Title The Spoonbill, Vol. 28, No. 10, February 1980
Alternative Title The Spoonbill, Vol. XXVIII, No. 10, February 1980
Contributor (Local)
  • Jones, Margaret
Publisher Outdoor Nature Club
Date February 1989
Subject.Topical (LCSH)
  • Ornithology
Subject.Geographic (TGN)
  • Houston, Texas
Genre (AAT)
  • newsletters
  • periodicals
Language English
Type (DCMI)
  • Text
Original Item Location ID 2007-023, Box 11, Folder 7
ArchivesSpace URI /repositories/2/archival_objects/9865
Original Collection Outdoor Nature Club Records
Digital Collection Outdoor Nature Club Newsletters
Digital Collection URL http://digital.lib.uh.edu/collection/2007_023
Repository Special Collections, University of Houston Libraries
Repository URL http://libraries.uh.edu/branches/special-collections/
Use and Reproduction Rights Undetermined
File Name index.cpd
Item Description
Title Image 4
Format (IMT)
  • image/jpeg
File Name uhlib_2007_023_b011_f007_002_004.jpg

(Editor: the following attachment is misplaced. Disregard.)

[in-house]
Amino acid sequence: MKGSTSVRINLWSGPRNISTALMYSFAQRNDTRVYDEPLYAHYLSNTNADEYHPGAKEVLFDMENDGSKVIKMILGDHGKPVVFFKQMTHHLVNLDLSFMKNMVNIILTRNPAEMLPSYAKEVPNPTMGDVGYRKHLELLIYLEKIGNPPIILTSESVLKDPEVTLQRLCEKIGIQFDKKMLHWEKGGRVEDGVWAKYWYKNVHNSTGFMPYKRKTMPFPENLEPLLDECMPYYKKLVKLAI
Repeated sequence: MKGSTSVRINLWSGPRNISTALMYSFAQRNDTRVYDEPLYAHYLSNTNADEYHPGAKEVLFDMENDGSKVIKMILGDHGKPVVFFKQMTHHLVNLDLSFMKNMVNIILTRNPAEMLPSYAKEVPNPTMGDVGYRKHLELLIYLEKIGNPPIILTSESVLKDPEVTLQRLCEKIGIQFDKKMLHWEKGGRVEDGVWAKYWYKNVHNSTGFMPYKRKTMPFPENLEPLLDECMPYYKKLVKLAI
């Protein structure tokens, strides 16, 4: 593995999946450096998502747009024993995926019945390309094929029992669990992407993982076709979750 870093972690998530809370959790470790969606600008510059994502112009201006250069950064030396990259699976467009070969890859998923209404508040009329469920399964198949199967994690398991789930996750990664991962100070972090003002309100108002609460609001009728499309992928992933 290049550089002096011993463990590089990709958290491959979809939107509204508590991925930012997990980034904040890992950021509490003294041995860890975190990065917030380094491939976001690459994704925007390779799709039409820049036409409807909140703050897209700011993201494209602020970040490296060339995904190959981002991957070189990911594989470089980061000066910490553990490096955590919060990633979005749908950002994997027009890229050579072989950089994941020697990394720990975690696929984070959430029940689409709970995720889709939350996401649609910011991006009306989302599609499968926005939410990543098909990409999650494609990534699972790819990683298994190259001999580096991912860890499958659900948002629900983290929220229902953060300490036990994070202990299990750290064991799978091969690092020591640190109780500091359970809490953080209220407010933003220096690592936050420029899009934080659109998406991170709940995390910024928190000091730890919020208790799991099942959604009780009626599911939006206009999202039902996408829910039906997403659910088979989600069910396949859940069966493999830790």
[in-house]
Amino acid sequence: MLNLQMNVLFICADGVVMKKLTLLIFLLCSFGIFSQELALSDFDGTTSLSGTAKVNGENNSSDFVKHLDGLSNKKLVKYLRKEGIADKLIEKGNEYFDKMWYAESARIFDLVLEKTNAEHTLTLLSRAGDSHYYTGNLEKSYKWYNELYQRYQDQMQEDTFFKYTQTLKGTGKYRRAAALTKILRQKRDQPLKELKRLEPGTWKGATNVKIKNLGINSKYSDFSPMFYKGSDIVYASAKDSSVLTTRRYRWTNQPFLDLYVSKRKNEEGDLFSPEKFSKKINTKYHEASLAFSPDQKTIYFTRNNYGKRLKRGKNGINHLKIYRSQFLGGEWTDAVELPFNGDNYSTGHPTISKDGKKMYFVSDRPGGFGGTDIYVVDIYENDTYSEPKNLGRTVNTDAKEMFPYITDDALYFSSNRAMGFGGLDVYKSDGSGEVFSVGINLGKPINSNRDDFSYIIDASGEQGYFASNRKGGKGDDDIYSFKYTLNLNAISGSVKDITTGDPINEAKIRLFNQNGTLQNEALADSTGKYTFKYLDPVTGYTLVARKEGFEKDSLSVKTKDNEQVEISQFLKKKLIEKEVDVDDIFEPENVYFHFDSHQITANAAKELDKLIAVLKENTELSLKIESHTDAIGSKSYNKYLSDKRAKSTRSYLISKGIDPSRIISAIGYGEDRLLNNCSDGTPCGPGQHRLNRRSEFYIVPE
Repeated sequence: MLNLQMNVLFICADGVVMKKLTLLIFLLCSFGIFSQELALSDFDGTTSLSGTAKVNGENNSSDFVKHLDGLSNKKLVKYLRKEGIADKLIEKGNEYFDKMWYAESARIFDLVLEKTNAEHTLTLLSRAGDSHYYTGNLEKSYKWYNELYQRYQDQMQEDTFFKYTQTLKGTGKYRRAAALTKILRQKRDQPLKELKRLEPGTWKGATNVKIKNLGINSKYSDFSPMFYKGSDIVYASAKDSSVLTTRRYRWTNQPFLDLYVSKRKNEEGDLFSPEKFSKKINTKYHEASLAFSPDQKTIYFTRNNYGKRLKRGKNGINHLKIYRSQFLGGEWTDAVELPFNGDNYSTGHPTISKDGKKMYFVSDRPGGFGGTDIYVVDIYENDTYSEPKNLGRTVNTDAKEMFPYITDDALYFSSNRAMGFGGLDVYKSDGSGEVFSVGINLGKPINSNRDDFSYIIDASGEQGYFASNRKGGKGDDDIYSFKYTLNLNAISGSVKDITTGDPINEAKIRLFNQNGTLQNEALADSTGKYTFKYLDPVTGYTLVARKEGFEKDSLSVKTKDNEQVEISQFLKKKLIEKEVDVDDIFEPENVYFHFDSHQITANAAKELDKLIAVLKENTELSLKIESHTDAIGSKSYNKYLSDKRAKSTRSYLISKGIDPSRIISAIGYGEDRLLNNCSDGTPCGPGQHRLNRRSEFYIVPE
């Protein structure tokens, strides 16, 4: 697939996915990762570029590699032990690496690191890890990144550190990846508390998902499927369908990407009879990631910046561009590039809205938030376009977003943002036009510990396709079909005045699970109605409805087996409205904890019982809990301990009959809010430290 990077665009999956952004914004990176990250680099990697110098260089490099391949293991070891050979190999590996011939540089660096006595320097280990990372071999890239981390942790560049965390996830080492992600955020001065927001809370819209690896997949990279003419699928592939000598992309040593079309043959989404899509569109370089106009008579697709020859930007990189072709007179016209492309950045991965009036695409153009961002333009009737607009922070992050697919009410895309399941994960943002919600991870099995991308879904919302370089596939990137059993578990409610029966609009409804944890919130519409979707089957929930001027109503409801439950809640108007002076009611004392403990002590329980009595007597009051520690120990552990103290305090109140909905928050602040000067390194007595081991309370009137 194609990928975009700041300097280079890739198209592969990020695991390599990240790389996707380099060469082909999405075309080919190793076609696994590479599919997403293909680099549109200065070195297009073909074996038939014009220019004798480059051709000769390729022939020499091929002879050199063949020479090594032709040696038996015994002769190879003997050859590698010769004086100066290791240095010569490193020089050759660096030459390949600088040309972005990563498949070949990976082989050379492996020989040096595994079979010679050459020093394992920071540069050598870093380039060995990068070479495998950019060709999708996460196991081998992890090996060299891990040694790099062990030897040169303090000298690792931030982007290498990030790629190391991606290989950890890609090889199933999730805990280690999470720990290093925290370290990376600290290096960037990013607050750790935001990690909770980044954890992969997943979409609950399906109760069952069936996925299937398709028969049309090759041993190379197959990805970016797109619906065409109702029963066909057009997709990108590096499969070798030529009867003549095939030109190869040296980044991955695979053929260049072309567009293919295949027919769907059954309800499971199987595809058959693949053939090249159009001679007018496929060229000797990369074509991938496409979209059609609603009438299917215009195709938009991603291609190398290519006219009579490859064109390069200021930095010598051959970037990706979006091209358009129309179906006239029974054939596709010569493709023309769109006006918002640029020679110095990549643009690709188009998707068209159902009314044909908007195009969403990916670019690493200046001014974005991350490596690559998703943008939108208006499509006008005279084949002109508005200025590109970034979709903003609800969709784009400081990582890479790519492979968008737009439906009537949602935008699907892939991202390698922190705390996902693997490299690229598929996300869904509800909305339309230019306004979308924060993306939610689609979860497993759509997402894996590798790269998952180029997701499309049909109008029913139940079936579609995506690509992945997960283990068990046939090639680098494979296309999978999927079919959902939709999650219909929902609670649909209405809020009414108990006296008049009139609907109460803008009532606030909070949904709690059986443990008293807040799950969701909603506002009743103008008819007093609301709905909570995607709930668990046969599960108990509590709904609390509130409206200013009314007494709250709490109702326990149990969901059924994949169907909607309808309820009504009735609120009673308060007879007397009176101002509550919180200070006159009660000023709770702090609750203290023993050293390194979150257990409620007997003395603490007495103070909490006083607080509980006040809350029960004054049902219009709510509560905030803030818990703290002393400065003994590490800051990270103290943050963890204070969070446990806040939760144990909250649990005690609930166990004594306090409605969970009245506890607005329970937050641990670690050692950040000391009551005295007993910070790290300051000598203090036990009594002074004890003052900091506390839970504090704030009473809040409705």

Transcript Page 4 VIVA EL NARANJO! by Jim Morgan On December 27, 1979, David Matson, Walter Piper and I departed Houston at 5:00 a.m. with the destination of Ciudad Mante In southern Tamaullpas, Mexico. About 14 hours later, Including a lunch break and almost 2 hours getting through red tape at the border, we arrived at our motel In Mante where we met fellow 00 members Ron and Marcia Braun. After dinner It was off to bed so we could get an early start birding the next day. In the early morning darkness, we CG'ers headed out to the El Naranjo Christmas Count circle, which was to occupy our entire birding activities for the next four days. The EI Naranjo circle Is mainly located In the Mexican state of San Luis Po+osi and we chose to begin birding on the far western edge of the circle and work our way back to the east. As this was the first day of Mexican birding for all our group but David Matson, lifers were coming "fast and furious" through the day. Spending most of the day in the higher forest after a couple of hours on the drier western slope, the four of us new to Mexico picked up about 25-30 lifers each. Some of the more Interesting birds of the day which we alI saw were Muscovy Duck, Bat Falcon, Military Macaw, Squirrel Cuckoo, Blue-crowned Motmo+, Barred An+shrlke, Brown-backed Soll+aire, Rufous-browed Peppershrlke, 5 "Mexican" warblers, 2 species of Euphonla, and Blue BuntIng. Heading back +o Man+e af+er our first day of birding none of us were aware that we were yet to see our best bird of the day. This circumstance was brought about by the fact that a truck/car accident on the return road to Mante completely blocked all traffic and we were left with the choices of trying to wait until the road was cleared, take an alternate route of 180 miles, or go back +o the count circle to find a place to stay the night. We opted for the latter, and after locating a spot for the night we decided to go out Into the darkness and do some owllng. We had not gone a half mile when our light located two orange eyes on top of a pole along the side of the road. These eyes belonged to one of the strangest but most fascinating birds I have ever seen....a Common Potoo! All 5 of us watched this bird for at least 20 minutes while Ron took several pictures, guessing at exposures needed for the odd light situatton we had. This bird more than made up for the Inconvenience of our blocked return path to Mante. We spent our second day birding along the river and in the lowlands of theicount circle. The most memorable moment of this second day came for me as we rounded a bend in a dirt road and spotted a raptor in a bare-limbed tree across a sugar cane field but in our direct view. This bird was buffy white with a black mask and distinctly barred tail. After only a few seconds of viewing, the bird took flight and correct shouts of the identification were heard....Laughing Falcon! What a gorgeous raptor! It alighted once again to allow careful viewing with our scopes. Shortly after this sighting we were to view a Great Black Hawk just down the road. Other good birds this second day included Collared Forest-Fa Icon, Ruddy Ground-dove, Green Parakeet and Red-crowned Parrots In full view while perched, and White-collared Swift. .vr'vi +r»„. At the end of our second day of birding we met El Naranjo Count co-compilers and fellow 00 members, Ben Feltner and Mary Ann Chapman, along with several other birders, back in Mante to swap birding stories of our two delightful days of birding and their exuberant experiences at Tezultlan. We also made plans to go out together the next day within the count circle once again. Some of our third day was spent scouting the count circle for marshes, but many good birds were also seen. These Included Short-tailed Hawk, Immature Peregrine Falcon (always good to see). Fork-tailed Emerald, and Masked Tityra. During the day we also met up with former UTC birder Holly Hobart, who was down to help out on the Count. Our fourth and final day of birding was Count Day for the El Naranjo Count. Even after 3 days of birding entirely within the count circle I still picked up ten lifers on Count day, including a Rufescent Tlnamou which crossed right in front of our car on a dirt road. Mottled Owl, Yellow-billed Cacique, Dusky-tailed Ant-tanager, Black-headed Sal+a+or and Crimson-collared Grosbeak. How well did the count turn out? Would you believe 245 species with only 14 observers? That's right! And It was done on a day when the higher forest had fog and/or low clouds all day! With 30 or more good observers, and good weather, Ben feels this count can approach 275 species! And this is an Inland count, far from sal+wa+er. What po+en+ial! In four days of birding our par+y of 3 saw 214 species wl+hln the El Naranjo count circle, and we could only cover maybe 15)8 of the circle which fs 90? blrdable habi-